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Rob Bradley says talk of a Special Session for coronavirus is 'premature.'


Legislation eliminating teacher bonuses in favor of pay raises advances

Teachers have complained the bonus programs are unfair.

Educators and teacher’s unions voiced support Wednesday for Sen. Rob Bradley’s legislation (SB 486) doing away with the Best and Brightest bonus program for teachers and principals. 

The legislation passed the Senate Appropriations Subcommittee on Education without opposition. It would move the $285 million currently budgeted for the program to teacher salary increases. 

“The program was met with controversy and has remained controversial,” Bradley said. “I personally have come to believe the time has come to move on from Best and Brightest. I believe there are better ways to recruit and retain great educators.”

Teachers have complained the bonus programs are unfair and have asked for permanent raises instead. 

Gov. Ron DeSantis has proposed putting $600 million into bumping starting teacher pay to $47,500 and $300 million for bonuses by replacing Best and Brightest with another incentive program.

The Senate is proposing spending $500 million on teacher pay raises, with $325 million in flexible funding, which would be spread out for several years.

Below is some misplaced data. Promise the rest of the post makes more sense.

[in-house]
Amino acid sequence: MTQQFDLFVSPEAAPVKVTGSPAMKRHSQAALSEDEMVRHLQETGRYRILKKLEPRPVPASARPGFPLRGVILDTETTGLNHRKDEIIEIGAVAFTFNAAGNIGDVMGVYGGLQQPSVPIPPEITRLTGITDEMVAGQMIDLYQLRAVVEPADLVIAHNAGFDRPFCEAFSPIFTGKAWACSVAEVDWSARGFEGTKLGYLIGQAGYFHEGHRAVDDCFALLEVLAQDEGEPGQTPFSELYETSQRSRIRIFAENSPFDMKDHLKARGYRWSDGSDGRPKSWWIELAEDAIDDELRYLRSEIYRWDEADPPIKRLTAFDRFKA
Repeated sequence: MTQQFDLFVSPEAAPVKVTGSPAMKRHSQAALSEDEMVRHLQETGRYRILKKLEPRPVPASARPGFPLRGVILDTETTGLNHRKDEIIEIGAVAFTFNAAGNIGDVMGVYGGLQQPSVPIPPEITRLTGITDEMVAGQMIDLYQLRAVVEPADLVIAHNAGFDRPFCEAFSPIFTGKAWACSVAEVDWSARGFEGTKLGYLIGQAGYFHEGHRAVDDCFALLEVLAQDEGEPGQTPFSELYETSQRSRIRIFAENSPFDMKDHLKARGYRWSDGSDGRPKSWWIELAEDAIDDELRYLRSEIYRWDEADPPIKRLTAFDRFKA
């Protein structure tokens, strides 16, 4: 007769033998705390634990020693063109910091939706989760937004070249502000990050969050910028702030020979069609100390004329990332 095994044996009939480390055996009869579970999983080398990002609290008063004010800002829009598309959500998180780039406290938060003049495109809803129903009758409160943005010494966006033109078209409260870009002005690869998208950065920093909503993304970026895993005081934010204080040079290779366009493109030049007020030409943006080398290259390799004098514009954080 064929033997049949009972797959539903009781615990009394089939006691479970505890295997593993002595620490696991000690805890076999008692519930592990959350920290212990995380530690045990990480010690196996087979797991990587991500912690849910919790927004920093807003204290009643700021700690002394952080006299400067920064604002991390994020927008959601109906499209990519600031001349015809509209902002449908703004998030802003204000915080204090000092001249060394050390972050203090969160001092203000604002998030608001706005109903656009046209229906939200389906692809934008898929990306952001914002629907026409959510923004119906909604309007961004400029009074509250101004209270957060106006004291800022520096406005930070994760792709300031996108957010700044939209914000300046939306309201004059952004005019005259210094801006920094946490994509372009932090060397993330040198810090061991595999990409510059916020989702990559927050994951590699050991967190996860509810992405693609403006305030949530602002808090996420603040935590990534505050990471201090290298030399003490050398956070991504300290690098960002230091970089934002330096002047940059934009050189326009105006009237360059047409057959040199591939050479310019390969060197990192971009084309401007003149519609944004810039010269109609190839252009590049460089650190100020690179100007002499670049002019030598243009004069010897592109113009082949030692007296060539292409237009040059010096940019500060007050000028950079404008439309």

Melanie Birkin is a social worker with Broward County Public Schools. DeSantis’ teacher pay proposal wouldn’t cover non-classroom staff like her.

Birkin thanked senators for including social workers and other staff in their plan to raise wages. But she says she can’t afford her home on her salary.

“As a 20-year social worker, I have been working in Broward County, but my salary isn’t enough,” she said. “Our raises have not kept up with costs of living. I do not live an extravagant lifestyle, but I did have to take a roommate and I will be selling my house in June.”

The House PreK-12 Appropriations recommends spending $650 million as a “salary enhancement supplement.” Of that, $500 million of that would go to raising the minimum teacher base pay. The other $150 million would go to local school districts, allowing them to raise salaries for veteran teachers and other staff.  

The House also does not include a bonus program. It also failed to mention a plan to address some concerns that districts already paying a minimum salary of $47,500 would not benefit, which the Senate included in its approach.

The House is recommending a $50 increase to the base student allocation, the same amount as the Governor and $10 higher than the Senate proposal. It includes more money for the Voluntary Prekindergarten program, but $20 million less for Gardiner Scholarships. It cuts Schools of Hope to $40 million and includes $25 million in mental health funding like in the Senate plan.

Written By

Sarah Mueller has extensive experience covering public policy. She earned her bachelor’s degree in journalism in 2010. She began her career covering local government in Texas, Georgia and Colorado. She returned to school in 2016 to earn a master’s degree in Public Affairs Reporting. Since then, she’s worked in public radio covering state politics in Illinois, Florida and Delaware. If you'd like to contact her, send an email to

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